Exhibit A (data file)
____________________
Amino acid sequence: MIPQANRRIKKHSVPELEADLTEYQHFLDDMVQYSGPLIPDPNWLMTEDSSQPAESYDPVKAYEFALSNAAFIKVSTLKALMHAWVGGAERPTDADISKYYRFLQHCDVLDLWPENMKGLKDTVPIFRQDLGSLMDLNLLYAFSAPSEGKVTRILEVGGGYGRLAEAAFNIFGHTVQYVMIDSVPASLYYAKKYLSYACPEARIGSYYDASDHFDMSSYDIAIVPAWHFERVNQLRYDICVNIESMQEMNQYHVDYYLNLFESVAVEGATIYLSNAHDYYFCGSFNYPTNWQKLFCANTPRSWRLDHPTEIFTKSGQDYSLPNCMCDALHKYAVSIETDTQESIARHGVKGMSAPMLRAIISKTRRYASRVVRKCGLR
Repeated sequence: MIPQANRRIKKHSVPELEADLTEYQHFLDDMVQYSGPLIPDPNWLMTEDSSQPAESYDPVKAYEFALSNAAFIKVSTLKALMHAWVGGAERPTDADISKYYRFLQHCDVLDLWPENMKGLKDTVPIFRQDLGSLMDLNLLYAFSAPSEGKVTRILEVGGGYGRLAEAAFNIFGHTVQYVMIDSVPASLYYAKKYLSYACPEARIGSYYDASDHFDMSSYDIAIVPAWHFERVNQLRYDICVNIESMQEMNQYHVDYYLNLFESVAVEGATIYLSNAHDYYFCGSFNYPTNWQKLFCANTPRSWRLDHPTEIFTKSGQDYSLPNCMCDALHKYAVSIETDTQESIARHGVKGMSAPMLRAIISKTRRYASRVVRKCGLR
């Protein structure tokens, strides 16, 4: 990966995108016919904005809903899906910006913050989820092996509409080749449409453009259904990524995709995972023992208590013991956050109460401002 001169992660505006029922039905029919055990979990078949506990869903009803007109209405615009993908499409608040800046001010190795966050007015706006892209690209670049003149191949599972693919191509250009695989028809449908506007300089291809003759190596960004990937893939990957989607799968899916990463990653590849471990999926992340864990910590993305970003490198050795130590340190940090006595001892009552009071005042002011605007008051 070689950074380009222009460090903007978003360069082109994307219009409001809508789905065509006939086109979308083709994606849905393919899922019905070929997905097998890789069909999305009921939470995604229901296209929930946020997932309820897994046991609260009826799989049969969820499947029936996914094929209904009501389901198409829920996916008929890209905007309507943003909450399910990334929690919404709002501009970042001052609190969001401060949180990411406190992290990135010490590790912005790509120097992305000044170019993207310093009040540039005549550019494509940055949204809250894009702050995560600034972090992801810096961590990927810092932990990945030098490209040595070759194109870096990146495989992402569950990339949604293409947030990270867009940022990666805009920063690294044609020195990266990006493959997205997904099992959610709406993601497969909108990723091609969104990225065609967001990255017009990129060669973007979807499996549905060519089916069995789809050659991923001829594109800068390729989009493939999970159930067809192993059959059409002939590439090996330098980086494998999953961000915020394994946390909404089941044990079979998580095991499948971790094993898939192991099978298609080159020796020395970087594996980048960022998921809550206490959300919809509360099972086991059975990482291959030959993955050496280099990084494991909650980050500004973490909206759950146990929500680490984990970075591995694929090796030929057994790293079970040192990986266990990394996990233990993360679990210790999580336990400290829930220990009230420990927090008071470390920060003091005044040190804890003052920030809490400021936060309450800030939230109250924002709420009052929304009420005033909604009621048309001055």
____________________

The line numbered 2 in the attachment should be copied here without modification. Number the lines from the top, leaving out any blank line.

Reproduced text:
Repeated sequence: MIPQANRRIKKHSVPELEADLTEYQHFLDDMVQYSGPLIPDPNWLMTEDSSQPAESYDPVKAYEFALSNAAFIKVSTLKALMHAWVGGAERPTDADISKYYRFLQHCDVLDLWPENMKGLKDTVPIFRQDLGSLMDLNLLYAFSAPSEGKVTRILEVGGGYGRLAEAAFNIFGHTVQYVMIDSVPASLYYAKKYLSYACPEARIGSYYDASDHFDMSSYDIAIVPAWHFERVNQLRYDICVNIESMQEMNQYHVDYYLNLFESVAVEGATIYLSNAHDYYFCGSFNYPTNWQKLFCANTPRSWRLDHPTEIFTKSGQDYSLPNCMCDALHKYAVSIETDTQESIARHGVKGMSAPMLRAIISKTRRYASRVVRKCGLR